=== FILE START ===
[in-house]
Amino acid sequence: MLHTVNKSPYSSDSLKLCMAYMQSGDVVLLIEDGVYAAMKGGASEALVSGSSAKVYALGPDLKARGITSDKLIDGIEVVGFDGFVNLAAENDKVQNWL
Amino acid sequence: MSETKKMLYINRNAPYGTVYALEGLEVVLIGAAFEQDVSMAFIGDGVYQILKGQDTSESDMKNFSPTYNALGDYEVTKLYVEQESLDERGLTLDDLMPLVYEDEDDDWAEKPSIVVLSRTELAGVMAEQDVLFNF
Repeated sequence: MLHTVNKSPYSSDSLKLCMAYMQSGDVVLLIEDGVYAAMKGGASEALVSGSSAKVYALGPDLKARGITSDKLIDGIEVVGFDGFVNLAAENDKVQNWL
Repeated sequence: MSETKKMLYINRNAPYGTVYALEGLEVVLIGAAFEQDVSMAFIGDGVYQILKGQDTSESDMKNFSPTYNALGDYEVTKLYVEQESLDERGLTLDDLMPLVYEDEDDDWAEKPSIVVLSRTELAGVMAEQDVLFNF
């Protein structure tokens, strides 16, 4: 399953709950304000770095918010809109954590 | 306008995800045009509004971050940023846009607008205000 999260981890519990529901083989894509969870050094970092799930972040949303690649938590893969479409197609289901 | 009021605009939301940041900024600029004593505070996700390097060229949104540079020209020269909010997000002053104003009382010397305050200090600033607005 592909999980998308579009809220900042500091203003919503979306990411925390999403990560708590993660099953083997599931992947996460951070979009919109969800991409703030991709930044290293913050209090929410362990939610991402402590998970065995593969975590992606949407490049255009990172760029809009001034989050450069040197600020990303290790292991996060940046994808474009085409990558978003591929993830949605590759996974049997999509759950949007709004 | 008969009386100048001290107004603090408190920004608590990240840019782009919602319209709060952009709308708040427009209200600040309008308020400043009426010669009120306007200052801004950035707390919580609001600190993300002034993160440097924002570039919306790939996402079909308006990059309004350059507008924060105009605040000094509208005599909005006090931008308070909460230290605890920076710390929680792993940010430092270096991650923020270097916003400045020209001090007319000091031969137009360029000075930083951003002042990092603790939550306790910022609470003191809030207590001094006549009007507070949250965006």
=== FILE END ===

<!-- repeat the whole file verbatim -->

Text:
[in-house]
Amino acid sequence: MLHTVNKSPYSSDSLKLCMAYMQSGDVVLLIEDGVYAAMKGGASEALVSGSSAKVYALGPDLKARGITSDKLIDGIEVVGFDGFVNLAAENDKVQNWL
Amino acid sequence: MSETKKMLYINRNAPYGTVYALEGLEVVLIGAAFEQDVSMAFIGDGVYQILKGQDTSESDMKNFSPTYNALGDYEVTKLYVEQESLDERGLTLDDLMPLVYEDEDDDWAEKPSIVVLSRTELAGVMAEQDVLFNF
Repeated sequence: MLHTVNKSPYSSDSLKLCMAYMQSGDVVLLIEDGVYAAMKGGASEALVSGSSAKVYALGPDLKARGITSDKLIDGIEVVGFDGFVNLAAENDKVQNWL
Repeated sequence: MSETKKMLYINRNAPYGTVYALEGLEVVLIGAAFEQDVSMAFIGDGVYQILKGQDTSESDMKNFSPTYNALGDYEVTKLYVEQESLDERGLTLDDLMPLVYEDEDDDWAEKPSIVVLSRTELAGVMAEQDVLFNF
């Protein structure tokens, strides 16, 4: 399953709950304000770095918010809109954590 | 306008995800045009509004971050940023846009607008205000 999260981890519990529901083989894509969870050094970092799930972040949303690649938590893969479409197609289901 | 009021605009939301940041900024600029004593505070996700390097060229949104540079020209020269909010997000002053104003009382010397305050200090600033607005 592909999980998308579009809220900042500091203003919503979306990411925390999403990560708590993660099953083997599931992947996460951070979009919109969800991409703030991709930044290293913050209090929410362990939610991402402590998970065995593969975590992606949407490049255009990172760029809009001034989050450069040197600020990303290790292991996060940046994808474009085409990558978003591929993830949605590759996974049997999509759950949007709004 | 008969009386100048001290107004603090408190920004608590990240840019782009919602319209709060952009709308708040427009209200600040309008308020400043009426010669009120306007200052801004950035707390919580609001600190993300002034993160440097924002570039919306790939996402079909308006990059309004350059507008924060105009605040000094509208005599909005006090931008308070909460230290605890920076710390929680792993940010430092270096991650923020270097916003400045020209001090007319000091031969137009360029000075930083951003002042990092603790939550306790910022609470003191809030207590001094006549009007507070949250965006």